Transit Center District Plan approved by planning commission 

click to enlarge The Planning Commission approved the plan for the Transit Center District. - COURTESY RENDERING
  • Courtesy rendering
  • The Planning Commission approved the plan for the Transit Center District.

City planning commissioners approved an ambitious proposal Thursday for new high-rise buildings and neighborhood improvements intended to revitalize the South of Market area surrounding the planned Transbay Terminal.

The Transit Center District Plan outlines developments in the neighborhood, as well as ways to raise revenue to help pay for the new $4 billion terminal at First and Mission streets, such as a special property tax on new construction in the district.

The Transbay Terminal project would include a new bus terminal with public park space, an extension of Caltrain that could also accommodate high-speed rail, and a gleaming 1,070-foot Transit Tower office building that would become the tallest skyscraper on the West Coast and perhaps one of The City’s most notable landmarks.

In approving the plan Thursday, the commission did not approve any specific projects, including the Transit Tower, one of about a half-dozen large developments planned for the area bounded by Market Street, The Embarcadero, Folsom Street and Hawthorne Street.

The commission did approve the plan’s environmental impact report and made various zoning changes, including increasing height limits for the planned development parcels.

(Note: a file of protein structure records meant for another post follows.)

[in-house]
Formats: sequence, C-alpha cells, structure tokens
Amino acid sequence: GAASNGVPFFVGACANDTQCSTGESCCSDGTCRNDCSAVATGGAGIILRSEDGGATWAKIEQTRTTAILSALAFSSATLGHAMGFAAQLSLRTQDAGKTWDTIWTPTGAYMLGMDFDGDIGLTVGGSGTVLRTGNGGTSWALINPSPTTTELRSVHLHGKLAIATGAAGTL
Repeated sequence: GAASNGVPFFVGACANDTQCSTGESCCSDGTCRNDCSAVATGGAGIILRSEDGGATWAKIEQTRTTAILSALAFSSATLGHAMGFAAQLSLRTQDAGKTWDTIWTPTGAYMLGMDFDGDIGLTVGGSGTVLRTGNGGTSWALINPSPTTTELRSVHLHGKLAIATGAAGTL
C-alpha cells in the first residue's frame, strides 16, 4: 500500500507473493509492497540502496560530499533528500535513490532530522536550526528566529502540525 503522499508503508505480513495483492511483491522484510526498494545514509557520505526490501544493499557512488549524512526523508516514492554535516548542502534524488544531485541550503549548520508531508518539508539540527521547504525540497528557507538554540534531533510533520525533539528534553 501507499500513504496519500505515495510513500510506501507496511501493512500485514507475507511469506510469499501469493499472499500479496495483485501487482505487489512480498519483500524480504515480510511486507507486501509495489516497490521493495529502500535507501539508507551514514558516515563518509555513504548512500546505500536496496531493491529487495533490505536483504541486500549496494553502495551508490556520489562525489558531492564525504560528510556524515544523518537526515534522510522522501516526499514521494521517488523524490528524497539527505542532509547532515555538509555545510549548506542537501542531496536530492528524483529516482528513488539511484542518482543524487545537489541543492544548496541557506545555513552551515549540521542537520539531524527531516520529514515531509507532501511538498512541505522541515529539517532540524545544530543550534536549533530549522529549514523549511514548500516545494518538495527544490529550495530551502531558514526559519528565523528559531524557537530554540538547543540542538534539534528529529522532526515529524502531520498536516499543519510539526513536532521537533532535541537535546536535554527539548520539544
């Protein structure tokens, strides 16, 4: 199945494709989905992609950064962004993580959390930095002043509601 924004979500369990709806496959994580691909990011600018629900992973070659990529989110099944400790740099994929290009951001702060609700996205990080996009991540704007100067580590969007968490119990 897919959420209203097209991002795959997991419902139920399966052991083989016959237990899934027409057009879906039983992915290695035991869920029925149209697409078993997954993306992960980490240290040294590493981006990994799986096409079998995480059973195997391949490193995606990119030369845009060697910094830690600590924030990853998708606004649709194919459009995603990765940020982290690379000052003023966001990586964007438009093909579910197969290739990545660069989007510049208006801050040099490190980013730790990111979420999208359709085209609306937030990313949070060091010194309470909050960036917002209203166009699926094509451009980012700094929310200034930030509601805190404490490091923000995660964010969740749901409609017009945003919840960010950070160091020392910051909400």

But some commissioners and members of the public raised questions about the scope of the plan, including shadows the massive development projects will cast on parks in Chinatown and other downtown open spaces. Shadows on Recreation and Parks land are forbidden by the voter-approved Proposition K unless the Planning Commission deems the shadows to be “insignificant” or have no “adverse” impact.

The plan makes $12.5 million of revenue available for downtown open spaces.

Although reviews were generally positive, one commissioner expressed concern that low-income residents could eventually be priced out of the neighborhood.
Others worried that allowing construction height levels to be raised now on planned development areas would make it more difficult for them to reject flawed projects down the road.

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